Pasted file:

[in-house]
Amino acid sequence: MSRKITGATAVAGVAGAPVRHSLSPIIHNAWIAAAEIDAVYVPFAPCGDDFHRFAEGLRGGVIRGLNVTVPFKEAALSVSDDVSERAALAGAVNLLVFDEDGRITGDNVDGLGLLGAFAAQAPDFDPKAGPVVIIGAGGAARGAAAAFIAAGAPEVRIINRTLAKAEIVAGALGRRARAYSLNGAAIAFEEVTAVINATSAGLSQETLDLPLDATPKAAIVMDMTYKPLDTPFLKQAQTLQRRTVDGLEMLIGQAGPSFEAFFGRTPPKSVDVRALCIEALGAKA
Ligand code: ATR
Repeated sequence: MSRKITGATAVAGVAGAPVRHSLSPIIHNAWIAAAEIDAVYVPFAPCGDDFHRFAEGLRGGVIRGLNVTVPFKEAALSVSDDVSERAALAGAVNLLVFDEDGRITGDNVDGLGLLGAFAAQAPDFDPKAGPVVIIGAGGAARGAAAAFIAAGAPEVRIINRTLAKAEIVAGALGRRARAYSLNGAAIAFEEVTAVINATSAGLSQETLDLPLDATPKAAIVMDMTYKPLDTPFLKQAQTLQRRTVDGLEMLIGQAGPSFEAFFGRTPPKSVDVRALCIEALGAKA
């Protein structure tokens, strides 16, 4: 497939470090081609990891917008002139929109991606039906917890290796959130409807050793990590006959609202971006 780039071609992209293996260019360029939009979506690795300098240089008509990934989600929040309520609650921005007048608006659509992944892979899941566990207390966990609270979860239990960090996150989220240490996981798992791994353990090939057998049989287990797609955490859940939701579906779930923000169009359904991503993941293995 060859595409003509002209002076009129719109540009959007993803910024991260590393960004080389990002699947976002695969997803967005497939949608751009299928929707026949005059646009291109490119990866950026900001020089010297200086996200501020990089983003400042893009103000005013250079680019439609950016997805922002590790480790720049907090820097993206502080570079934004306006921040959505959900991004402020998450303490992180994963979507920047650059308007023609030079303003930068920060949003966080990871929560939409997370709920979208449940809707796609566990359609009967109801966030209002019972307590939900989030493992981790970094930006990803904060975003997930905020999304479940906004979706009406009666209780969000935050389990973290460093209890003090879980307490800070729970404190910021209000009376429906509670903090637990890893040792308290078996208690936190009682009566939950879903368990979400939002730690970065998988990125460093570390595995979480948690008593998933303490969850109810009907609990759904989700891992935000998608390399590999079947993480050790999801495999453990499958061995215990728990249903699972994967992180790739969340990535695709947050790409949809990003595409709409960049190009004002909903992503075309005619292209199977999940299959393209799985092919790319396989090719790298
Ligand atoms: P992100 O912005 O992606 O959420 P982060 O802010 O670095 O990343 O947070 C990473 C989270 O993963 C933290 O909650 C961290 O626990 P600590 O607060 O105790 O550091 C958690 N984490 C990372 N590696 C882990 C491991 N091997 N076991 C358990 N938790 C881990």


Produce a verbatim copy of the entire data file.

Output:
[in-house]
Amino acid sequence: MSRKITGATAVAGVAGAPVRHSLSPIIHNAWIAAAEIDAVYVPFAPCGDDFHRFAEGLRGGVIRGLNVTVPFKEAALSVSDDVSERAALAGAVNLLVFDEDGRITGDNVDGLGLLGAFAAQAPDFDPKAGPVVIIGAGGAARGAAAAFIAAGAPEVRIINRTLAKAEIVAGALGRRARAYSLNGAAIAFEEVTAVINATSAGLSQETLDLPLDATPKAAIVMDMTYKPLDTPFLKQAQTLQRRTVDGLEMLIGQAGPSFEAFFGRTPPKSVDVRALCIEALGAKA
Ligand code: ATR
Repeated sequence: MSRKITGATAVAGVAGAPVRHSLSPIIHNAWIAAAEIDAVYVPFAPCGDDFHRFAEGLRGGVIRGLNVTVPFKEAALSVSDDVSERAALAGAVNLLVFDEDGRITGDNVDGLGLLGAFAAQAPDFDPKAGPVVIIGAGGAARGAAAAFIAAGAPEVRIINRTLAKAEIVAGALGRRARAYSLNGAAIAFEEVTAVINATSAGLSQETLDLPLDATPKAAIVMDMTYKPLDTPFLKQAQTLQRRTVDGLEMLIGQAGPSFEAFFGRTPPKSVDVRALCIEALGAKA
């Protein structure tokens, strides 16, 4: 497939470090081609990891917008002139929109991606039906917890290796959130409807050793990590006959609202971006 780039071609992209293996260019360029939009979506690795300098240089008509990934989600929040309520609650921005007048608006659509992944892979899941566990207390966990609270979860239990960090996150989220240490996981798992791994353990090939057998049989287990797609955490859940939701579906779930923000169009359904991503993941293995 060859595409003509002209002076009129719109540009959007993803910024991260590393960004080389990002699947976002695969997803967005497939949608751009299928929707026949005059646009291109490119990866950026900001020089010297200086996200501020990089983003400042893009103000005013250079680019439609950016997805922002590790480790720049907090820097993206502080570079934004306006921040959505959900991004402020998450303490992180994963979507920047650059308007023609030079303003930068920060949003966080990871929560939409997370709920979208449940809707796609566990359609009967109801966030209002019972307590939900989030493992981790970094930006990803904060975003997930905020999304479940906004979706009406009666209780969000935050389990973290460093209890003090879980307490800070729970404190910021209000009376429906509670903090637990890893040792308290078996208690936190009682009566939950879903368990979400939002730690970065998988990125460093570390595995979480948690008593998933303490969850109810009907609990759904989700891992935000998608390399590999079947993480050790999801495999453990499958061995215990728990249903699972994967992180790739969340990535695709947050790409949809990003595409709409960049190009004002909903992503075309005619292209199977999940299959393209799985092919790319396989090719790298
Ligand atoms: P992100 O912005 O992606 O959420 P982060 O802010 O670095 O990343 O947070 C990473 C989270 O993963 C933290 O909650 C961290 O626990 P600590 O607060 O105790 O550091 C958690 N984490 C990372 N590696 C882990 C491991 N091997 N076991 C358990 N938790 C881990």